An interview with Dawn Lundy Martin by Noah Eli Gordon
This interview was conducted via email during 2009. It originally appeared in Denver Quarterly 44.4.
Noah Eli Gordon: Around 2002 or so, while we were both in graduate school at UMass Amherst, you said something in passing that stuck with me. I’d asked about your dissertation, specifically about your writing on Nathaniel Mackey, and you jokingly replied that you were writing on his work without looking up all the references. Of course, it’s wholly unfair to bring up some tangential, off-hand remark from a half dozen years ago, especially one which was—I’m sure—a sly half-truth, and yet in reading your recent book, A Gathering of Matter/A Matter of Gathering, I couldn’t help but think about this idea of reference, specifically in relation to your use of a kind of slippery, amorphous deployment of pronouns and action. I get the clear sense in your work of the aftermath of events, their emotional resonance, but also the sense of what’s missing: “Things are forgotten./ Become unknown. Absent as in synapsed void.” Would you talk about this simultaneous opacity and clarity?
Dawn Lundy Martin: To clarify, at the time, I was writing about Mackey without looking up any of the references. I wanted to see what I might get out of Mackey's work without treating it like an academic "text" so directly. I wanted to approach it sidewise, to linger about the language as much as possible to see what it might yield for me that way. Eric Baus was at Umass at the time too, and at your suggestion, I ended up obtaining from him, a copy of a CD of Mackey reading from "Strick: Song of the Andoumboulou 16-25" where he's accompanied by musicians playing flutes, reeds, and percussion, I believe. I listened to this CD everywhere I went, in my headphones, in my car stereo while driving to campus, in my living room while vacuuming, and of course, while writing whatever—my own poems, academic essays for class, etc. This was crucial to my reading of Mackey, which I began to think of as impossible without some attempt to "read" the sounds of the text, to make this reading inseparable from how one might understand and approach any "sounding"—be it music or noise, or some combination thereof. So I absolutely wasn't telling a half truth, especially since I ended up not including Mackey's work in my dissertation. The dissertation is a project that doesn't allow—in most cases—for a reading that fails to take into account other readings or all schools of thought about an author, as the dissertation in itself is a kind of exam in many literature departments, a kind of carving out of your own thinking in and against other thinkers, etc. But, once I was liberated from reading and listening to Mackey's work in this setting, it began to influence even more than it had before my poetic engagement and, interestingly, my teaching.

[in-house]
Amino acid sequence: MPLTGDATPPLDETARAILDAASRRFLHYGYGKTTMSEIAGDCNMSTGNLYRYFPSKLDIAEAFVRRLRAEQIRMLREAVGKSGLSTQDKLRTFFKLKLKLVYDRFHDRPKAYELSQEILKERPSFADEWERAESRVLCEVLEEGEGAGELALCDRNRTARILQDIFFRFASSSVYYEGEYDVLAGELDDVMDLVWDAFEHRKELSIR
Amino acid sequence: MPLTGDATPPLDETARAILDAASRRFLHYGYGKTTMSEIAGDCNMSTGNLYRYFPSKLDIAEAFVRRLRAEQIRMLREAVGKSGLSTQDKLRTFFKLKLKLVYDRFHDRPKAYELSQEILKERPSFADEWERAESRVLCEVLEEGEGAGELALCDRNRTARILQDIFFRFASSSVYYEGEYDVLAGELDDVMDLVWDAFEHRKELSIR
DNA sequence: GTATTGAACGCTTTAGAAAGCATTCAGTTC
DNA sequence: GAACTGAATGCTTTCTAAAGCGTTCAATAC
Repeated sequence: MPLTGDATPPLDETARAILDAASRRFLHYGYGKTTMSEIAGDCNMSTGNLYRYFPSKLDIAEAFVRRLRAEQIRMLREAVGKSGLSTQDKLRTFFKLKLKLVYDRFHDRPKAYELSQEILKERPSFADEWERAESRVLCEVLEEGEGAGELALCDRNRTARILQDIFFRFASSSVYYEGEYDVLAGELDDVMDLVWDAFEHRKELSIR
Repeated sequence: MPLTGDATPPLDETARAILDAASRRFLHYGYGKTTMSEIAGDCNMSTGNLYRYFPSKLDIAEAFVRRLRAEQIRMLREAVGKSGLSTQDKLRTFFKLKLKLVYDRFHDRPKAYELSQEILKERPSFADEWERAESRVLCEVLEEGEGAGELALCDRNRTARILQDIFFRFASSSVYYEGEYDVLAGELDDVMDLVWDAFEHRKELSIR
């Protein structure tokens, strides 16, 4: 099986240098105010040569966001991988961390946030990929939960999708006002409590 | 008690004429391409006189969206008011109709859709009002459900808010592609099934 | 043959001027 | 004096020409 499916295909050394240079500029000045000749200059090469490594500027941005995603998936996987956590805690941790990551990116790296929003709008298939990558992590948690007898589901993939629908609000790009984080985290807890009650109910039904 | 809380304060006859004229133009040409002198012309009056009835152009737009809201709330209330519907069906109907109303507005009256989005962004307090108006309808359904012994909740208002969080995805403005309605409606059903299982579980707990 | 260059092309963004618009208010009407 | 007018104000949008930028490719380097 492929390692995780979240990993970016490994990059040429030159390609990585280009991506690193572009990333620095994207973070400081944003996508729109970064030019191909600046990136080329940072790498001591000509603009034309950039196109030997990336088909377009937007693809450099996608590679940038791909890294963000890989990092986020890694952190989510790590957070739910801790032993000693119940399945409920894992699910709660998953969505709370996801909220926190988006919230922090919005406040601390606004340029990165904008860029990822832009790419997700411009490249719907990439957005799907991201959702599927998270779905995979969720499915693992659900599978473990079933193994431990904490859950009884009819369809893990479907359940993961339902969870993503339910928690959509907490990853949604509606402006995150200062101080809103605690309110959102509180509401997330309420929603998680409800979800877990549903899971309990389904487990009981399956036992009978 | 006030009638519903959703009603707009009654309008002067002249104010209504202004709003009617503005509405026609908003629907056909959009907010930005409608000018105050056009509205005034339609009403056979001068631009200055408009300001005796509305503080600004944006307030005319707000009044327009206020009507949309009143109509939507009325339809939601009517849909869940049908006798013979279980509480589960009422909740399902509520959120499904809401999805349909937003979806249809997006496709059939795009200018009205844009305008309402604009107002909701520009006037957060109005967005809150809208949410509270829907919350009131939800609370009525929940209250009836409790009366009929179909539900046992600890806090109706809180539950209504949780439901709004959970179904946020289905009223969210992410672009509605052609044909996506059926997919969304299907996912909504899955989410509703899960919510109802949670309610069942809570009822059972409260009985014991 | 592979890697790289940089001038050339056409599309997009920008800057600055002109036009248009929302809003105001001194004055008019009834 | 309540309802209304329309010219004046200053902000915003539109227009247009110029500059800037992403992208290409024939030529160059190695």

My own work resists "understanding" as much as it invites "understanding." There are missing "events" because there are events that cannot be spoken, that resist language in the first place or butt up against language in such a way as to affect it, to leave only the resonances of what might be said in a more sayable case. In my dissertation, I end up calling this tension between language's limits and the need or desire to speak, Traumatic Language. When language fails, when it cannot say what needs to be said, what are you left with? What do you do, poet? Clarity qua clarity in the case of A Gathering of Matter / A Matter of Gathering is impossible. Those silences or "what's missing," as you call it, Noah, are what push against the possibilities of utterance. When moments of "clarity" occur they do so by happenstance, by a circling so close around and around a thing, you touch it, as if by accident. But those "accidents" couldn't happen without constant circling, what Myung Mi Kim calls the "approach." There are things then that cannot be said that must be said that cannot be said. (I think I’m paraphrasing from NourbesSe Philip’s Zong! here.) This is the primarily problematic at the center of my first book. Mackey's work inspires because I can think about the language of sound in reaction to this problematic—four (at least) dimensional words and series of words—visual, connotative, denotative, and sonic—and the poem as an attempt to un-reconcile any perceived wholeness and to produce works that illuminate and find productive tensions between ways of speaking and knowing.